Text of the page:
Securing Social Media Admissions: Investigative Strategies...

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The audio portion of the conference may be accessed via the telephone or by using your computer's speakers. Please refer to the instructions emailed to registrants for additional information. If you have any questions, please contact Customer Service at 1-800-926-7926 ext. 10. Presenting a live 90-minute webinar with interactive Q&A Securing Social Media Admissions: Investigative Strategies, Spoliation Warnings, Use of Subpoenas to Obtain Evidence Finding and Obtaining Admissions by Opponents on Twitter, Instagram, Facebook, Reddit, YouTube and Other Social Media Sites Today’s faculty features: 1pm Eastern | 12pm Central | 11am Mountain | 10am Pacific TUESDAY, OCTOBER 11, 2016 Daniel M. Gilleon, Partner, The Gilleon Law Firm, San Diego Jefferson M. Starr, Esq., Lueder Larkin & Hunter, Atlanta

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Transcript of Securing Social Media Admissions: Investigative Strategies...

  • The audio portion of the conference may be accessed via the telephone or by using your computer's

    speakers. Please refer to the instructions emailed to registrants for additional information. If you

    have any questions, please contact Customer Service at 1-800-926-7926 ext. 10.

    Presenting a live 90-minute webinar with interactive Q&A

    Securing Social Media Admissions: Investigative

    Strategies, Spoliation Warnings, Use of

    Subpoenas to Obtain Evidence Finding and Obtaining Admissions by Opponents on Twitter, Instagram,

    Facebook, Reddit, YouTube and Other Social Media Sites

    Today’s faculty features:

    1pm Eastern | 12pm Central | 11am Mountain | 10am Pacific

    TUESDAY, OCTOBER 11, 2016

    Daniel M. Gilleon, Partner, The Gilleon Law Firm, San Diego

    Jefferson M. Starr, Esq., Lueder Larkin & Hunter, Atlanta

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  • Securing Social Media Admissions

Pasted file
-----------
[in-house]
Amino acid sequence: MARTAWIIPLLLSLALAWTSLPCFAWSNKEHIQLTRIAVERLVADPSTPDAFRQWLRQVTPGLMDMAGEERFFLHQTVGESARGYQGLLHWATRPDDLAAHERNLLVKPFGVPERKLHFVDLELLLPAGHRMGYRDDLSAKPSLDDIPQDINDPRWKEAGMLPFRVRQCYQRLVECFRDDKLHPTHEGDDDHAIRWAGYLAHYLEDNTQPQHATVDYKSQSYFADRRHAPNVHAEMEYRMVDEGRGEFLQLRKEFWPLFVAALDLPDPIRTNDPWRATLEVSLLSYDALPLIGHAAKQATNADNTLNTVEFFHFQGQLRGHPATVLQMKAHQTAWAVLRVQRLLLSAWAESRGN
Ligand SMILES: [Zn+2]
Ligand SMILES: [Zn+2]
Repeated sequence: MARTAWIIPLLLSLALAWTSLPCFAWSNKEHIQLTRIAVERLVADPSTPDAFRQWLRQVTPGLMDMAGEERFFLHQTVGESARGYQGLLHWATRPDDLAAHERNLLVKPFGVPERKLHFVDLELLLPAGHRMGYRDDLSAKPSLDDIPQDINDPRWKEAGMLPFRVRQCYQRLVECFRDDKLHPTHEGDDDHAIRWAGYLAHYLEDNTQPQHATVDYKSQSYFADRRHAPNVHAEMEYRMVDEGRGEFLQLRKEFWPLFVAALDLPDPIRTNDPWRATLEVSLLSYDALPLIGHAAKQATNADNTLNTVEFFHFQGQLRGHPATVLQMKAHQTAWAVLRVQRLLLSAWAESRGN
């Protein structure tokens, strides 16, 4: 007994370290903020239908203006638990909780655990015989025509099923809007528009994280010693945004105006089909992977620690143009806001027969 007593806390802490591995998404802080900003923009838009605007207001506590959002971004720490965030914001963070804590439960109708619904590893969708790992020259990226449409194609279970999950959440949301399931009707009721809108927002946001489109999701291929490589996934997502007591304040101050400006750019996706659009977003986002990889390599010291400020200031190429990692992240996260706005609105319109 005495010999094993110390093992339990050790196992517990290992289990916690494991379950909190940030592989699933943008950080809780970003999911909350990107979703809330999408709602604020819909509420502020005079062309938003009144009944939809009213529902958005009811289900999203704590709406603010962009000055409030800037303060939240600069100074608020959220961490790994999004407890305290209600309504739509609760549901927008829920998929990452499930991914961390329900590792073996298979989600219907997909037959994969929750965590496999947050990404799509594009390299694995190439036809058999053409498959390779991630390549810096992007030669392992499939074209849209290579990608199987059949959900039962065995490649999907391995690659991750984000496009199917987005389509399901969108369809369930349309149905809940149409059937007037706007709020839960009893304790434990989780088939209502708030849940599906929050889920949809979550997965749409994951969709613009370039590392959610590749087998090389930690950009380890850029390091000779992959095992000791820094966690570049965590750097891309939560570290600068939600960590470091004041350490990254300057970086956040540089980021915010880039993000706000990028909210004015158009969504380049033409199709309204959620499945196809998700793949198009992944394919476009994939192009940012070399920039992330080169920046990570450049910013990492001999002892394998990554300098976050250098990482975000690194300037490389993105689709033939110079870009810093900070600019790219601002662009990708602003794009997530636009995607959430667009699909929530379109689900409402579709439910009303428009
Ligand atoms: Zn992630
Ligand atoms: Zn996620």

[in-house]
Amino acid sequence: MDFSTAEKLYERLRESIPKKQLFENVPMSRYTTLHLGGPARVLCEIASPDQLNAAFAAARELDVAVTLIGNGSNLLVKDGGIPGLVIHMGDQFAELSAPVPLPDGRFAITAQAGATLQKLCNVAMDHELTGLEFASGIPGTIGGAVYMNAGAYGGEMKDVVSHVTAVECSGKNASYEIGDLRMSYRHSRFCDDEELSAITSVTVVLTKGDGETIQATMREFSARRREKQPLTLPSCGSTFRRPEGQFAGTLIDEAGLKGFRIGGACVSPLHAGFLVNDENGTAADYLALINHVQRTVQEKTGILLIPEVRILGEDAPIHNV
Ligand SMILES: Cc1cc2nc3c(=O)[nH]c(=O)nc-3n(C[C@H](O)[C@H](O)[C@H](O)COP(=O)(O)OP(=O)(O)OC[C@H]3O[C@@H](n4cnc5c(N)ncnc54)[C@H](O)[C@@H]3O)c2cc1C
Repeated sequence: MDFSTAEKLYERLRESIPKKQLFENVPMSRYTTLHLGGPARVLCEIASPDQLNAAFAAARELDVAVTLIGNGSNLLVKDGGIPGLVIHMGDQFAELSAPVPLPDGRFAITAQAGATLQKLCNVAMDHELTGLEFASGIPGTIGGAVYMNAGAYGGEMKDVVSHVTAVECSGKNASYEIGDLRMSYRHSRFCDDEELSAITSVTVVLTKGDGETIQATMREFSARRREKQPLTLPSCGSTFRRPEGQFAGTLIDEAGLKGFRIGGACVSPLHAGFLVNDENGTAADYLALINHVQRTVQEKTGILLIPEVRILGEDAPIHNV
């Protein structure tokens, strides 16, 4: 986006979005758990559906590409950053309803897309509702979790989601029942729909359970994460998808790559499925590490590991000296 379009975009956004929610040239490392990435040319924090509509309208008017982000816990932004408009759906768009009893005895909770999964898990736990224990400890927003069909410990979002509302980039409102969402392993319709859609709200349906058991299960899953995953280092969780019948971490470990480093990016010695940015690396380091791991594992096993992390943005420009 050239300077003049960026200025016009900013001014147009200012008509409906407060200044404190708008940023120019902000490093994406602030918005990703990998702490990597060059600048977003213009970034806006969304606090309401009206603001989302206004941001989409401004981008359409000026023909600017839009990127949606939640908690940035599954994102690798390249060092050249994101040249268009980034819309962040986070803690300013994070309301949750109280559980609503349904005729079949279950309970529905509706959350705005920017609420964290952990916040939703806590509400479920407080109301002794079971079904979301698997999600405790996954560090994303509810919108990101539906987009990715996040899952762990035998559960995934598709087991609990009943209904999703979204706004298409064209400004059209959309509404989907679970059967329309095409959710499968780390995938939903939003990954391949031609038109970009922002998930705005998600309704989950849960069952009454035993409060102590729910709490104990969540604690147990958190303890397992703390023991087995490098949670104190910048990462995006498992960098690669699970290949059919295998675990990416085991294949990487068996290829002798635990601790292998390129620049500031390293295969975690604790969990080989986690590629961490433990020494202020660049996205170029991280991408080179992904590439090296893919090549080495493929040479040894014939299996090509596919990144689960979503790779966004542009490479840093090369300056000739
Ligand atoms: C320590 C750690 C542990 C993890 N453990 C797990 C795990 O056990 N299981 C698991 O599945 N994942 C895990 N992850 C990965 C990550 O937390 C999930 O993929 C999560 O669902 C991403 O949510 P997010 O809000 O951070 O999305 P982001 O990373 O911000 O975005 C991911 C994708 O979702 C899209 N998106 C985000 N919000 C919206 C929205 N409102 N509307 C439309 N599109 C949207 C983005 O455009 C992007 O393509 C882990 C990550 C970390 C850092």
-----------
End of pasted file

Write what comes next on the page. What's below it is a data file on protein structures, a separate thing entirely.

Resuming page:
Investigative Strategies, Spoliation Warnings, Use of Discovery to Obtain Evidence

    October 11, 2016

  • “Think about what people are doing on Facebook today. They’re keeping up with their friends and family, but they’re also building an image and identity for themselves, which in a sense is their brand. They’re connecting with the audience that they want to connect to. It’s almost a disadvantage if you’re not on it now” – Mark Zuckerberg, Facebook, Inc., CEO


  • • Step 1: Locating Social Media • Facebook

    • Twitter

    • Instagram

    • Snapchat

    • Vine

    • Yik Yak

    • Venmo/PayPal

    • Online Dating Sites or Apps

    • Fitness Apps with Social Components (many of these post through Facebook)


  • Facebook: the Granddaddy of Social Media

    • Over 1.7 billion users worldwide

    • Allows the sharing of personal information, business information, photographs, videos

    • Many other social media applications link through Facebook, or can be programmed to link through Facebook

    • Facebook is the social network courts have dealt with the most

    • “Facebook usage depicts a snapshot of the user’s relationships and state of mind at the time of the content’s posting.” Bass v. Miss Porter’s School, 2009 WL 3724968 (D. Conn. Oct. 27, 2009)


  • Twitter: 140 Characters of Regret

    • 313 Million Monthly Active Users

    • Twitter allows dissemination of thoughts, ideas, images and links to a large audience, quickly, and often in a stream of consciousness fashion

    • The length of “tweets” is limited to 140 characters

    • Users can tweet Videos and Photographs

    • Twitter also allows searching by topic (using #hashtags to identify tweets with a similar subject matter)

    • A user’s tweets may be set as public, so anyone can read them, or they may be private tweets that can only be read by approved other users

    • Tweets may express a user’s mental, physical or emotional state


  • • Instagram is a visual social medium allowing users to post pictures and videos

    • 500 million monthly active users (more than Twitter)

    • Like Twitter, Instagram uses #hashtag searching to identify pictures of the same subject matter

    • Instagram accounts, like Twitter accounts, may be set as public or private

    Instagram and Snapchat: a Picture is worth 1000 “Likes”

    • Snapchat is a photo and video-sharing application known for the fact the images “disappear” after they are viewed

    by the recipient

    • 150 million users daily

    • “Snaps” may be saved if the recipient takes a screenshot of the photo/video once received or if the user downloads

    the snap prior to posting

    • Users may be public or private

    • Snaps may be posted to the “My Story” feature where they will remain accessible an unlimited number of times for



  • Vine/YouTube Reddit • Vine is an application allowing

    users to create and share short video clips

    • YouTube allows much longer video clips

    • Information revealed from these sites could reflect on a